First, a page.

Is Holiday Weight Gain Actually A Terrible Myth?

holiday weight gain

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Every year around mid-November, I’m shocked at how quickly Thanksgiving has crept up on us. As I fill my planner with holiday parties and bookmark cocktail recipes, I cringe as I imagine the massive sum of calories I will be consuming this season. However, according to recent studies, there are countless myths that cloud our judgment about this indulgent time of year. Let’s just say that this year, you may be reaching for that extra scoop of your mom’s famous mac ‘n’ cheese.

holiday weight gain food

Many of us believe that we pack on extra padding during the holiday season.  However, according to NutritionReview, Americans only add an extra .8 pounds to their waistline between November and January. Unfortunately, if you are already overweight then that number increases. Significant weight gain is based on your day-to-day diet, as opposed to your diet during the holidays.

If holiday weight gain doesn’t exist, then why do we feel over-stuffed (no pun intended) and bloated? Traditionally, dishes served during this time of year consist of carb-heavy foods that your body stores in muscle tissue as glycogen. In addition to the carbs, some of your favorites, like banana bread, are high in sodium, which stores excess fluids in your body. Luckily, if you don’t normally eat like this throughout the year, your body will drop the excess fluids as soon as you get back to your regular schedule.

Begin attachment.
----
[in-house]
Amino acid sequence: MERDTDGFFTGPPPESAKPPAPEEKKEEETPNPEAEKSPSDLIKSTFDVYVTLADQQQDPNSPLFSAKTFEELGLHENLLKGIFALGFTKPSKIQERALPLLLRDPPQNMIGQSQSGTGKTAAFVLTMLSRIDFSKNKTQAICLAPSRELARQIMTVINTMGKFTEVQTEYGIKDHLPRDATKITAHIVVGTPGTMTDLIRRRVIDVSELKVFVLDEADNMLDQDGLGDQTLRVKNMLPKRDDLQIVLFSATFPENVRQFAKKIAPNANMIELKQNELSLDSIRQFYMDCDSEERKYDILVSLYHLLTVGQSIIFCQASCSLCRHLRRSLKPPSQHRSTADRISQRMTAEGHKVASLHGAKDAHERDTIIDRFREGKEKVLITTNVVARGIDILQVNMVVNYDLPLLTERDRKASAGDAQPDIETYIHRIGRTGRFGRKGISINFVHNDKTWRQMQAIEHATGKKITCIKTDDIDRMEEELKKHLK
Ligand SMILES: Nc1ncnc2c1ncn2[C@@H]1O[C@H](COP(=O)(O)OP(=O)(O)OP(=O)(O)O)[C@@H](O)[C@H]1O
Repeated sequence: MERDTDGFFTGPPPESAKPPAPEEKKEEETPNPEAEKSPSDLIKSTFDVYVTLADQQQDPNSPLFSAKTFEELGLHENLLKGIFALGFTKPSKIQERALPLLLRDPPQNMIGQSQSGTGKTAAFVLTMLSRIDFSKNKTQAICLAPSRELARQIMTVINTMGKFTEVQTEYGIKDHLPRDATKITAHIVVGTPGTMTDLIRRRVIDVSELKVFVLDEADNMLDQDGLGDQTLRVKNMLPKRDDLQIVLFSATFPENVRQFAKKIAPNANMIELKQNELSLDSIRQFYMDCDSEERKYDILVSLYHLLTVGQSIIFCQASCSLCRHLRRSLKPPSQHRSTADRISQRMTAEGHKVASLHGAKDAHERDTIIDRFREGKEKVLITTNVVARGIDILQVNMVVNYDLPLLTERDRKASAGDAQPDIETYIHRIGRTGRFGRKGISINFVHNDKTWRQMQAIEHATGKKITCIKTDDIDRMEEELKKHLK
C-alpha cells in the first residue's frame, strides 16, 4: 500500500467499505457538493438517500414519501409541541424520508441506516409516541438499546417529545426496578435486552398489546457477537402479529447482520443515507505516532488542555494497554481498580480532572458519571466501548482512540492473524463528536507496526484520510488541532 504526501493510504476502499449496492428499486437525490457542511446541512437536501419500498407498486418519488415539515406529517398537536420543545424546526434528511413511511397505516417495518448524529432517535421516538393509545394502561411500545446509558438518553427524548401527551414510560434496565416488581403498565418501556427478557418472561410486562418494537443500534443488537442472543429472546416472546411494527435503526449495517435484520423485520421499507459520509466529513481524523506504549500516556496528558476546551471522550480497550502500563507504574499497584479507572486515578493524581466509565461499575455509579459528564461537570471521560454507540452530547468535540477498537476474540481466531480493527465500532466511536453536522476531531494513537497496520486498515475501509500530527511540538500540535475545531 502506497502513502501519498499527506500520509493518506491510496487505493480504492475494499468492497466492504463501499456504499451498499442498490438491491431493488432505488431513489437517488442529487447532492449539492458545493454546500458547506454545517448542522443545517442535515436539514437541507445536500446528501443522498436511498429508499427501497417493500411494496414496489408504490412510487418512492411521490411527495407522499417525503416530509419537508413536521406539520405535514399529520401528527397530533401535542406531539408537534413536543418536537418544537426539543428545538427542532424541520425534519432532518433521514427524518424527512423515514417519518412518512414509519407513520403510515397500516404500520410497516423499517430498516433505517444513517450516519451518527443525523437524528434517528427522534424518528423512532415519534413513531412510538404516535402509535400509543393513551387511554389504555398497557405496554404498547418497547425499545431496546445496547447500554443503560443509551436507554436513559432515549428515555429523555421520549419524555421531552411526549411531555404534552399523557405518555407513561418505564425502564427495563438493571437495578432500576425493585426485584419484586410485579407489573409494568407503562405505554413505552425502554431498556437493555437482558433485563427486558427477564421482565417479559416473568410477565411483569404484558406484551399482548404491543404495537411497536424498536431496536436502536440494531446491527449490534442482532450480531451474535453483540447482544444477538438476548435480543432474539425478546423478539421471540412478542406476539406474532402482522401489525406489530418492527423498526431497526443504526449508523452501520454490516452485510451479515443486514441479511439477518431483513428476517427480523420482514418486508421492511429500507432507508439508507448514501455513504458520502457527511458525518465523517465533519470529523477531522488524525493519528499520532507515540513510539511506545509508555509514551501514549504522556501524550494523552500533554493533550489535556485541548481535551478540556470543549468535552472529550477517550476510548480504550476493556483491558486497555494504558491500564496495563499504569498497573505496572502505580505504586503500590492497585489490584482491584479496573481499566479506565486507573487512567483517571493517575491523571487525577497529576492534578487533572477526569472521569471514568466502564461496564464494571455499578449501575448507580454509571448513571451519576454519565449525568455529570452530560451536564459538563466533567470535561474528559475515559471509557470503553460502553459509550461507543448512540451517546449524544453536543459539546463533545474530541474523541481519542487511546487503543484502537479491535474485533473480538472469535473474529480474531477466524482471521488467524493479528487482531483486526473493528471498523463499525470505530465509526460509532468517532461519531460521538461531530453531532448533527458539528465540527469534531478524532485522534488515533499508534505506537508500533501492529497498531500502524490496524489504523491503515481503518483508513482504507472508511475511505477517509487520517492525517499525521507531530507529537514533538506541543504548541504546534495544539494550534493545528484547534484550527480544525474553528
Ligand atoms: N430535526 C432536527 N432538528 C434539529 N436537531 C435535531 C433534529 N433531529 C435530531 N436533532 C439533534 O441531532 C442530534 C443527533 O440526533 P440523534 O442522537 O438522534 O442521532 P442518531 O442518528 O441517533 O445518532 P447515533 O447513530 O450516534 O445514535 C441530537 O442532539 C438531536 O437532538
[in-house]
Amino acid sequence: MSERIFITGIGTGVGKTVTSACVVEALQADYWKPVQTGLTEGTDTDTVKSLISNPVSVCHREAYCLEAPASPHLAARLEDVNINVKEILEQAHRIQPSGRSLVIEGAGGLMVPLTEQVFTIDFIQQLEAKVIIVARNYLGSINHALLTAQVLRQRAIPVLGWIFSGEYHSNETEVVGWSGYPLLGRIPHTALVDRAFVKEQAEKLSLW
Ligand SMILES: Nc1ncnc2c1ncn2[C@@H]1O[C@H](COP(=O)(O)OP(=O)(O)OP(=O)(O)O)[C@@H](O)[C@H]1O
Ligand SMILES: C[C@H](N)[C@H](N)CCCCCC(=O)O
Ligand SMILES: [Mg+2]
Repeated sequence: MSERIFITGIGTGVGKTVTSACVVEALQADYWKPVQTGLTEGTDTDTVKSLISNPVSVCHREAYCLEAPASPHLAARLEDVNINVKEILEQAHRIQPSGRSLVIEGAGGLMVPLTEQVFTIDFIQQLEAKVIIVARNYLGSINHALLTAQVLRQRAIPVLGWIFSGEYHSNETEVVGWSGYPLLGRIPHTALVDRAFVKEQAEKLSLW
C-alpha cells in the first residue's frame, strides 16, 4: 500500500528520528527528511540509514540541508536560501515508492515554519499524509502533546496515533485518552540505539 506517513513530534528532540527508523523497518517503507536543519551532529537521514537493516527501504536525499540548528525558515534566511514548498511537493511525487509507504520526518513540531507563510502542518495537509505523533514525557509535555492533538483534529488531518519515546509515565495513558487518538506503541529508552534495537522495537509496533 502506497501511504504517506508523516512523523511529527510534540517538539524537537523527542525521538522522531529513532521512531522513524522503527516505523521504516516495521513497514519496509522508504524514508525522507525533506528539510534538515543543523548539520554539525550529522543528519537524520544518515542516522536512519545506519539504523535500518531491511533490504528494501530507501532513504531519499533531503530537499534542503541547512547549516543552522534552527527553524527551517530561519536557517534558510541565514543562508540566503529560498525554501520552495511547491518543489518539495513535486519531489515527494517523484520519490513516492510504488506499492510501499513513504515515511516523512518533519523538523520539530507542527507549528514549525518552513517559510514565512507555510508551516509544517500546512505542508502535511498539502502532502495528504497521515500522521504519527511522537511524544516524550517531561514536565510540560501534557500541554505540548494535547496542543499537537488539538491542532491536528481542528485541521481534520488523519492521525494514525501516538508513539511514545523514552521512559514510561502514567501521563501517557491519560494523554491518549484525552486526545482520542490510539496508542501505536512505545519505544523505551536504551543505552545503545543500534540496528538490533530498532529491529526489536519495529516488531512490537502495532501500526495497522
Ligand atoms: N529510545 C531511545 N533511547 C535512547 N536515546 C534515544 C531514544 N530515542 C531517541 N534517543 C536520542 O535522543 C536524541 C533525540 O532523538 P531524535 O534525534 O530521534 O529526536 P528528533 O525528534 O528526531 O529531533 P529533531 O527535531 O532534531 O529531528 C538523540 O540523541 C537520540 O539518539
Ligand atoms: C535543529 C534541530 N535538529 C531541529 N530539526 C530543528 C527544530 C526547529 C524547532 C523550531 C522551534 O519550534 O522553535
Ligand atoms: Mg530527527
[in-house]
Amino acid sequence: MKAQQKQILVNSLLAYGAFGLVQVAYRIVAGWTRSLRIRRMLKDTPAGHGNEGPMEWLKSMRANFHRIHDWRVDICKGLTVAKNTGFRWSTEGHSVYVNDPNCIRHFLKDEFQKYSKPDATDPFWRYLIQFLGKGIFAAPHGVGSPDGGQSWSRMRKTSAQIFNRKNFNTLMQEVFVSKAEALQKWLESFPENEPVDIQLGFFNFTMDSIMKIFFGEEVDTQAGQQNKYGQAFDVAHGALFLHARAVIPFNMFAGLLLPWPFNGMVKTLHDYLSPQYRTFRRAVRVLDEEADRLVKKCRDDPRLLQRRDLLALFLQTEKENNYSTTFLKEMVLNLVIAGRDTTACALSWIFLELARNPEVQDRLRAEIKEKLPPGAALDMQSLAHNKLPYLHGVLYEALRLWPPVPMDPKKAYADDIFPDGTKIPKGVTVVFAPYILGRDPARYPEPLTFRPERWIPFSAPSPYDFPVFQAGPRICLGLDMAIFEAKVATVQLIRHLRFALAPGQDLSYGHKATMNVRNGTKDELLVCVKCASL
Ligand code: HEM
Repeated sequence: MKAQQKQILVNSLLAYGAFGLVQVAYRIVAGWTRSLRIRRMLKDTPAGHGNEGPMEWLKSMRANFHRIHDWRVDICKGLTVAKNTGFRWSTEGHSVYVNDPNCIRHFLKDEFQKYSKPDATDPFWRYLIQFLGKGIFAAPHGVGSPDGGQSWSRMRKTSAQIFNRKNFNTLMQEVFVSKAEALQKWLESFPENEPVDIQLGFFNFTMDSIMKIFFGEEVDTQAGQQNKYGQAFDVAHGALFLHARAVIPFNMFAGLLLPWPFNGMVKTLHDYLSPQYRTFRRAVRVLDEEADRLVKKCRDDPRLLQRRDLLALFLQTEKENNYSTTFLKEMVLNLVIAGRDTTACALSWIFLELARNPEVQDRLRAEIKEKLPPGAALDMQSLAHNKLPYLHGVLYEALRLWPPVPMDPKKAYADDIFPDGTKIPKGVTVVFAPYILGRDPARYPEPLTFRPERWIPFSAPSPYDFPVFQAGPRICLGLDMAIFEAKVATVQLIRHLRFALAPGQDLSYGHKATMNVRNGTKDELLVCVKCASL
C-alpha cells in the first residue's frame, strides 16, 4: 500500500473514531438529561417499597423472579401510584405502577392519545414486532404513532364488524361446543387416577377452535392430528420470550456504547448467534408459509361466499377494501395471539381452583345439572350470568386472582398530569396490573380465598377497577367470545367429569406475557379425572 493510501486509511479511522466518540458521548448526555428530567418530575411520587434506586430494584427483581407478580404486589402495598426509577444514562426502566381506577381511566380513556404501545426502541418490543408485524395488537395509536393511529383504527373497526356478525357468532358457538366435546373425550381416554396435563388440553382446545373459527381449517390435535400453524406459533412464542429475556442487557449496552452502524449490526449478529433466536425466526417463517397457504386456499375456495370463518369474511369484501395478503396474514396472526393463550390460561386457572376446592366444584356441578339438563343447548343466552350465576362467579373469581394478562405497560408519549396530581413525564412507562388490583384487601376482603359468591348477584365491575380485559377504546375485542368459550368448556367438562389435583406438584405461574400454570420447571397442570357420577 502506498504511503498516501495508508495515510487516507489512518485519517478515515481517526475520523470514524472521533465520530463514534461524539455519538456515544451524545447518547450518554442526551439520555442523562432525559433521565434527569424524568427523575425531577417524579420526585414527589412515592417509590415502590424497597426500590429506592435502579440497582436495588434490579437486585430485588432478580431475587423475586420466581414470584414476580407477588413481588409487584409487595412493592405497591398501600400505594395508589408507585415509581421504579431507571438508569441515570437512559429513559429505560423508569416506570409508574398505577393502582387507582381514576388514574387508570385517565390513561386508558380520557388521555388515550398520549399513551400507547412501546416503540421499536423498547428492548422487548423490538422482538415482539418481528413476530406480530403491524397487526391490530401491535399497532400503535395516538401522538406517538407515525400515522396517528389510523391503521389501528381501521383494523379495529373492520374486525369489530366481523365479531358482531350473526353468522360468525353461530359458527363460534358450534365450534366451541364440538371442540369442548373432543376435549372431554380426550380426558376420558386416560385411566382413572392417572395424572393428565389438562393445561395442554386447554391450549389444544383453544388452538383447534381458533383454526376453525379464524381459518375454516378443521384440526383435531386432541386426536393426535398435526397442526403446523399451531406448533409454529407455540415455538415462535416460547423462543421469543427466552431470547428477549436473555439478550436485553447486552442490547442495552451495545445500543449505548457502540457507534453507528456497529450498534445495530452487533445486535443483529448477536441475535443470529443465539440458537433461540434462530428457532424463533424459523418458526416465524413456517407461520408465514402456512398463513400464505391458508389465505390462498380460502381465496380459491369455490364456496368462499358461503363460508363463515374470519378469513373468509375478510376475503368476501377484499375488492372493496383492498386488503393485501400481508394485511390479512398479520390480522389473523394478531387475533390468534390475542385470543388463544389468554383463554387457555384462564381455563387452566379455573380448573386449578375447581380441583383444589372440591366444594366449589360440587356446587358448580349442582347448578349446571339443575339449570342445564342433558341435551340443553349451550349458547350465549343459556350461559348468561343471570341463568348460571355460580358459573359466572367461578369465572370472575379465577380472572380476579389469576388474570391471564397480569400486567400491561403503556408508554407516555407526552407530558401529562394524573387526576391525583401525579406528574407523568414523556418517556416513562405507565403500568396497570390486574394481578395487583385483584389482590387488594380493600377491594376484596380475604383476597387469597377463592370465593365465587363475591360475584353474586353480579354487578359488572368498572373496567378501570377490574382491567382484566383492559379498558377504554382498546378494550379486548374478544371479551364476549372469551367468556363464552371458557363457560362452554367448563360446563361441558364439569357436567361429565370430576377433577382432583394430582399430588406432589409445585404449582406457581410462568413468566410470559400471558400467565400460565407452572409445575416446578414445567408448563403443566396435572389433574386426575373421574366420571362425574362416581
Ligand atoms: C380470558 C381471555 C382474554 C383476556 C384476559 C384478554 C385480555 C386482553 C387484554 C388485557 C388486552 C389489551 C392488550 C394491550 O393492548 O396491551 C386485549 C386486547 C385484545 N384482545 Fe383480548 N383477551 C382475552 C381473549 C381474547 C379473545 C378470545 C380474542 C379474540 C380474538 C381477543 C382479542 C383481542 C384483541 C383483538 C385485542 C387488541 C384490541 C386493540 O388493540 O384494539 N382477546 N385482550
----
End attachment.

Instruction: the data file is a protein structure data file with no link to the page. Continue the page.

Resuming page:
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Ultimately, you know your body and what it wants. If you remember feeling too full to get up and watch Babes in Toyland last year, then it might be wise to shy away from two extra helpings of apple pie. Instead of spending the day plotting your meal strategy, get in the kitchen! If you don’t help out already, then it can be helpful to see what ingredients you are consuming so you can modify your diet if necessary. Lastly, if you do happen to feel bloated, go for a walk after dinner or switch out the whiskey cocktails for water to avoid sugary drinks that make you sluggish. Most importantly, enjoy the holidays. As many of us dread this year’s Thanksgiving dinner political rampage, appreciate the food around you and the positive people in your life.

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